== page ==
The superstar ingredient to launch the season is guest chef Gordon Ramsay, who will call the MasterChef kitchen home for the first week to put the contestants through the paces.
Talking about the contestants, Ramsay said: “Kudos and respect to have the balls to come back because you have amazing, glowing careers and to put that all on hold, that does show the determination, guts, and hunger all of you have to get your hands on that stunning trophy.”
More to come this week as Mediaweek unveils MasterChef week.
Special feature interviews coming on Tuesday and Wednesday ahead of the Easter Monday launch.
Top photo: New MasterChef Australia judges Andy Allen, Melissa Leong and Jock Zonfrillo with guest chef Gordon Ramsay
The much-anticipated mini-series Informer 3838, the Screentime production of the untold story of the most notorious police informer in Australian history, gangland’s “Lawyer X”, premieres Monday, April 20, at 8.45pm on Nine.
Informer 3838 is based on the sensational story of Nicola Gobbo (Ella Scott Lynch) who was the go-to defence lawyer in Melbourne’s deadly gangland wars, rubbing shoulders with the likes of Carl Williams, Tony Mokbel, the Morans and the Carlton Crew while she acted as a police informer on her own clients.
While Nicola Gobbo knew the underworld’s dirty secrets, they had no idea of hers. She played both sides and risked everything to double-cross many of Australia’s most notorious gangsters.
Informer 3838 goes behind the headlines to show how Nicola Gobbo’s secret double life helped police win the gangland wars, which triggered a Royal Commission and left her in fear of her life.
Informer 3838 marks the return of familiar names from Underbelly, including Gyton Grantley (House Husbands, The Dressmaker, Balibo) who reprises his role as Carl Williams and Robert Mammone (Fat Tony & Co., Mystery Road, Water Diviner) who is back as Tony Mokbel.
Also starring in the mini-series are Rhys Muldoon (Les Norton, Rake, House Husbands) as police informer Terrence Hodson; Stephen Peacocke (Five Bedrooms, Squinters 2, Me Before You, Les Norton); Richard Davies (Offspring, Tidelands, Oddball); Olympia Valance (Neighbours, Playing For Keeps); Jane Harber (Offspring, A Moody Christmas, INXS); and Hollie Andrew (Fat Tony & Co., Somersault, Supernova).
Throughout the gangland wars Nicola Gobbo was the ultimate double agent. She broke all the rules and betrayed everyone, at huge personal cost. Why did she do it? How did she manage to fool so many dangerous crims? And what drove the police to take the extraordinary risk of using her as an informer?
Informer 3838 is produced by Screentime (a Banijay Group company), makers of the hit Underbellyseries, with assistance from Screen NSW.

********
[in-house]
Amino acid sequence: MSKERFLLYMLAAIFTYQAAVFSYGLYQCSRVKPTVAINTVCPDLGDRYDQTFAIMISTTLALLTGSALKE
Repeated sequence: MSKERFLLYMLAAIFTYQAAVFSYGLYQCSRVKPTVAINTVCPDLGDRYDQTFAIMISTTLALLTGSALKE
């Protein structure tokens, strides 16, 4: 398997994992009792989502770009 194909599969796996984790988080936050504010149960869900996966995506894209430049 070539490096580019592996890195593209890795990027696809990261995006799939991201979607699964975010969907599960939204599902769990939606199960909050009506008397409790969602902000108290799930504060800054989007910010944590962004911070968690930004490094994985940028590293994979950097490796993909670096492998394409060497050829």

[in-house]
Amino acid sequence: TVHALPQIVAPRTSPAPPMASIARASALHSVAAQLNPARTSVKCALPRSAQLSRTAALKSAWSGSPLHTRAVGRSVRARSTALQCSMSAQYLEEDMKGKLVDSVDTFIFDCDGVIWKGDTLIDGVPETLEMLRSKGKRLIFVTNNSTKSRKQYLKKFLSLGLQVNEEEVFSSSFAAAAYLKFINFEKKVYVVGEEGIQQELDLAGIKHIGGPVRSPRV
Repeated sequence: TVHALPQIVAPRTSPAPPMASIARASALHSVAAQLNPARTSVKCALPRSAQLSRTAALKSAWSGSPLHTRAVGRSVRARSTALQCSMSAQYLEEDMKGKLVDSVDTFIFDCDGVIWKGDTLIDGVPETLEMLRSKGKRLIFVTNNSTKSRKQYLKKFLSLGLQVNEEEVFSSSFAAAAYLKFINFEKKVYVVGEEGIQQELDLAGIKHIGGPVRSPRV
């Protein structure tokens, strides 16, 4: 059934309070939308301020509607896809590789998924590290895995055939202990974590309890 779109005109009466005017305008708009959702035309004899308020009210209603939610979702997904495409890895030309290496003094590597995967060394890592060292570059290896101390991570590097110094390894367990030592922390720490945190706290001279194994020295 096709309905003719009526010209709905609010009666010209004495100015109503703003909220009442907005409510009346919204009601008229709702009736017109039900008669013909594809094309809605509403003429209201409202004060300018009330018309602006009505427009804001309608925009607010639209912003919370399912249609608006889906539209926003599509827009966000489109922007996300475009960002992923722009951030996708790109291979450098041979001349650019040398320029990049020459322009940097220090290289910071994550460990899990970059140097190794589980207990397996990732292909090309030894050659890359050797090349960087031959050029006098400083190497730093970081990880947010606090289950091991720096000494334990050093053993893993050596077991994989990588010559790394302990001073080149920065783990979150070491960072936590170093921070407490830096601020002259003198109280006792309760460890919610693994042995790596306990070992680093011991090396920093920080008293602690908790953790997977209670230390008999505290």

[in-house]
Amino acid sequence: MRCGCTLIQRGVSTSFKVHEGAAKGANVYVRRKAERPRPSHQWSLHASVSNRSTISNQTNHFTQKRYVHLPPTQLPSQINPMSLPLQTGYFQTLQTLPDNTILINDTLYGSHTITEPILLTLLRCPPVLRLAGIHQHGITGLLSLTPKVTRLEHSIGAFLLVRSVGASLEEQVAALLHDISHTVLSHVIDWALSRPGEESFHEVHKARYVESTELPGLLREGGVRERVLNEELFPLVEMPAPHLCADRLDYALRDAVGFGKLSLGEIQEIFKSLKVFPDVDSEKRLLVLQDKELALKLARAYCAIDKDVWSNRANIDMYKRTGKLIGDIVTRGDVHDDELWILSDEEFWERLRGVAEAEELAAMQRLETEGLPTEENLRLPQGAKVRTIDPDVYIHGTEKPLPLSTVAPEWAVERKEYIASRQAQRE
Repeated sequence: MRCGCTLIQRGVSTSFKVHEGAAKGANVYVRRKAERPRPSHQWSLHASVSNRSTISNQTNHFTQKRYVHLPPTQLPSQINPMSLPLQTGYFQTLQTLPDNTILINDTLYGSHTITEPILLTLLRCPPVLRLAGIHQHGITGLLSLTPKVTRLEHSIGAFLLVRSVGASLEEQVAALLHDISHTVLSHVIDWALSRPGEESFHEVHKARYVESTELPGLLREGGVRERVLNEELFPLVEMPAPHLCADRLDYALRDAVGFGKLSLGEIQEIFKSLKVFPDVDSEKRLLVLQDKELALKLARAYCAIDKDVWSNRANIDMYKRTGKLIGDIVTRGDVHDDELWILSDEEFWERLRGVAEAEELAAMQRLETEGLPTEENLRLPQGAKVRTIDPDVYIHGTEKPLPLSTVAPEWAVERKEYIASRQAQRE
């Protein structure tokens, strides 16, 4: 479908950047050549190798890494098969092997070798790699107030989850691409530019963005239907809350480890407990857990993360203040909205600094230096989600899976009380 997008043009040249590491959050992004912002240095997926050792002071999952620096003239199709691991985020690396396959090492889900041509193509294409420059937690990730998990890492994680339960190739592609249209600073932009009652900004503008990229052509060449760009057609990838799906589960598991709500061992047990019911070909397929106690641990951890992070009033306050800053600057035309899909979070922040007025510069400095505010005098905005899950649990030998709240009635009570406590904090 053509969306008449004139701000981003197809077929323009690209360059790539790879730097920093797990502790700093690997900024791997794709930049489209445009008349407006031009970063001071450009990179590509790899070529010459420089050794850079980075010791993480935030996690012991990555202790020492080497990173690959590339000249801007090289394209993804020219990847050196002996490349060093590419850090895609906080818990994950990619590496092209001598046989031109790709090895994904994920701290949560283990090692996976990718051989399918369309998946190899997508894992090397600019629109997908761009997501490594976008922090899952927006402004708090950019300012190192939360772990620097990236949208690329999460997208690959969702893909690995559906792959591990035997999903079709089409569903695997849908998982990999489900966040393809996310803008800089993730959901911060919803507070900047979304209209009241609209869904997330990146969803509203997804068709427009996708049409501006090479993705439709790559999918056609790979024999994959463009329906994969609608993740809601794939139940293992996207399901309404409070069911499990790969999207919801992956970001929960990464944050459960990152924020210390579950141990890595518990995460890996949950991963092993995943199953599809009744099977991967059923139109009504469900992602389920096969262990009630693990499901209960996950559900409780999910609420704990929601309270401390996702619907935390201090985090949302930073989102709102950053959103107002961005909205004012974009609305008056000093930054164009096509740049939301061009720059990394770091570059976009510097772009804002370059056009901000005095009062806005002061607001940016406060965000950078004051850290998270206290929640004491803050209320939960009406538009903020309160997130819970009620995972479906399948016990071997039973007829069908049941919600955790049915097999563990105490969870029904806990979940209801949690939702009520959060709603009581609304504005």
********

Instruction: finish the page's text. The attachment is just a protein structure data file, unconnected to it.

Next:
• Nine’s win makes it a clean sweep across Q1’s eight weeks
Nine ranked #1 for the first five nights of the week primary channel and then ranked #1 in combined channel share across six nights of the week.
From a combined share perspective Nine is going to be just that bit harder to overhaul from next week as it adds a fourth multi-channel to its line-up – 9rush. The new channel’s younger male target audience could impact 7mate the most.
In survey year-to-date network data, Nine is leading on 29.7% to Seven on 25.7% and 10 on 17.4%. What is likely though is that Seven and 10 will be more competitive in future weeks as the House Rules and MasterChef 2020 seasons launch.
Nine’s most-watched shows of the week were its 6pm news bulletins and three episodes of Married at First Sight. There has been some comparison of the MAFS audience year-on-year dropping, but without factoring in consolidated and 9Now audience numbers those comparisons aren’t valid. Patterns of content consumption have been changing for a number of years, but arguably none more so than the past 12 months.
As Nine moves into the Easter break, it is running 60-minute episodes of A Current Affair as COVID-19 coverage reshapes primetime. There is perhaps a real chance that the changes could be long-term if audiences show an appetite for more news and current affairs in the evening.
Seven goes to the Easter break with primary share of 17.1% in week 14. The channel hasn’t be able to crack 20% in the first eight weeks. The channel’s best week was the second week of survey with 19.2% thanks to the Sunday bushfire benefit concert share of 31.0%.
Seven’s strength remains its news and current affairs offering at both ends of the day. The channel’s entries inside the week’s top 50 other than regular news programming was the Ben Cousins special (#25 744,000) and The Chase at 5.30pm (#32 658,000). Further down the ranks at #53 with Highway Patrol on 462,000.